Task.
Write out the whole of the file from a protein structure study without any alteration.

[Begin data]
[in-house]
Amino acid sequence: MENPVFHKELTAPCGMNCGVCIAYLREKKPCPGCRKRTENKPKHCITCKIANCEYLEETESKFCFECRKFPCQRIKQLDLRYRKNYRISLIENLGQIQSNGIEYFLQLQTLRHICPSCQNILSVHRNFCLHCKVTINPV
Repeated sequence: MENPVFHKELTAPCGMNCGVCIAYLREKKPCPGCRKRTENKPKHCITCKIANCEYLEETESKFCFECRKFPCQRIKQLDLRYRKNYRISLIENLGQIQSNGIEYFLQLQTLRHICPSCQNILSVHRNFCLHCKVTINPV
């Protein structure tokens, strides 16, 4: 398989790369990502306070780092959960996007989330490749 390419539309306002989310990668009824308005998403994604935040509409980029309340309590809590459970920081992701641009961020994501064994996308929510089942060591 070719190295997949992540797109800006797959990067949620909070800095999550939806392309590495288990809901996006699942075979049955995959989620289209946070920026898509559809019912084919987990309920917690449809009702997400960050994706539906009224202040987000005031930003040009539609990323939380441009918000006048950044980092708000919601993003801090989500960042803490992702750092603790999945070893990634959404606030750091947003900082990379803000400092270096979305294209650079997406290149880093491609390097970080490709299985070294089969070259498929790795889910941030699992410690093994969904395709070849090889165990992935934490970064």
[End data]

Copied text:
[in-house]
Amino acid sequence: MENPVFHKELTAPCGMNCGVCIAYLREKKPCPGCRKRTENKPKHCITCKIANCEYLEETESKFCFECRKFPCQRIKQLDLRYRKNYRISLIENLGQIQSNGIEYFLQLQTLRHICPSCQNILSVHRNFCLHCKVTINPV
Repeated sequence: MENPVFHKELTAPCGMNCGVCIAYLREKKPCPGCRKRTENKPKHCITCKIANCEYLEETESKFCFECRKFPCQRIKQLDLRYRKNYRISLIENLGQIQSNGIEYFLQLQTLRHICPSCQNILSVHRNFCLHCKVTINPV
């Protein structure tokens, strides 16, 4: 398989790369990502306070780092959960996007989330490749 390419539309306002989310990668009824308005998403994604935040509409980029309340309590809590459970920081992701641009961020994501064994996308929510089942060591 070719190295997949992540797109800006797959990067949620909070800095999550939806392309590495288990809901996006699942075979049955995959989620289209946070920026898509559809019912084919987990309920917690449809009702997400960050994706539906009224202040987000005031930003040009539609990323939380441009918000006048950044980092708000919601993003801090989500960042803490992702750092603790999945070893990634959404606030750091947003900082990379803000400092270096979305294209650079997406290149880093491609390097970080490709299985070294089969070259498929790795889910941030699992410690093994969904395709070849090889165990992935934490970064």